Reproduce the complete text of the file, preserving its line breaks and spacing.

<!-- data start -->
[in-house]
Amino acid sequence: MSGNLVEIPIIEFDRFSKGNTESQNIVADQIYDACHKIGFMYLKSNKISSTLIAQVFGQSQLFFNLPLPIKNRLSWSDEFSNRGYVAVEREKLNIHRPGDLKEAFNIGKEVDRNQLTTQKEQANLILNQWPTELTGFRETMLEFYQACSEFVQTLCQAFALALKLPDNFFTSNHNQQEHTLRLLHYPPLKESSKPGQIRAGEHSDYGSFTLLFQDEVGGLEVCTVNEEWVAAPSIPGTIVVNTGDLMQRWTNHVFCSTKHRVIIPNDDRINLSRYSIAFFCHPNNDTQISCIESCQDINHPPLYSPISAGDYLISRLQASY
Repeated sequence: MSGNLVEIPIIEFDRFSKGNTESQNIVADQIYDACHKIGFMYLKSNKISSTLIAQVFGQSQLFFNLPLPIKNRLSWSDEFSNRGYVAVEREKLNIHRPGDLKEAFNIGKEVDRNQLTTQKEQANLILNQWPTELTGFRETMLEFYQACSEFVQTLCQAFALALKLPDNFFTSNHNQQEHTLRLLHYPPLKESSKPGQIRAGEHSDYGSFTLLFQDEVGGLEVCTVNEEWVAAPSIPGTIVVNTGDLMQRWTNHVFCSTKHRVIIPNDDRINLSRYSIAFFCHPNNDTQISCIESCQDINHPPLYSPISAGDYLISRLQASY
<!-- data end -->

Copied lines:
[in-house]
Amino acid sequence: MSGNLVEIPIIEFDRFSKGNTESQNIVADQIYDACHKIGFMYLKSNKISSTLIAQVFGQSQLFFNLPLPIKNRLSWSDEFSNRGYVAVEREKLNIHRPGDLKEAFNIGKEVDRNQLTTQKEQANLILNQWPTELTGFRETMLEFYQACSEFVQTLCQAFALALKLPDNFFTSNHNQQEHTLRLLHYPPLKESSKPGQIRAGEHSDYGSFTLLFQDEVGGLEVCTVNEEWVAAPSIPGTIVVNTGDLMQRWTNHVFCSTKHRVIIPNDDRINLSRYSIAFFCHPNNDTQISCIESCQDINHPPLYSPISAGDYLISRLQASY
Repeated sequence: MSGNLVEIPIIEFDRFSKGNTESQNIVADQIYDACHKIGFMYLKSNKISSTLIAQVFGQSQLFFNLPLPIKNRLSWSDEFSNRGYVAVEREKLNIHRPGDLKEAFNIGKEVDRNQLTTQKEQANLILNQWPTELTGFRETMLEFYQACSEFVQTLCQAFALALKLPDNFFTSNHNQQEHTLRLLHYPPLKESSKPGQIRAGEHSDYGSFTLLFQDEVGGLEVCTVNEEWVAAPSIPGTIVVNTGDLMQRWTNHVFCSTKHRVIIPNDDRINLSRYSIAFFCHPNNDTQISCIESCQDINHPPLYSPISAGDYLISRLQASY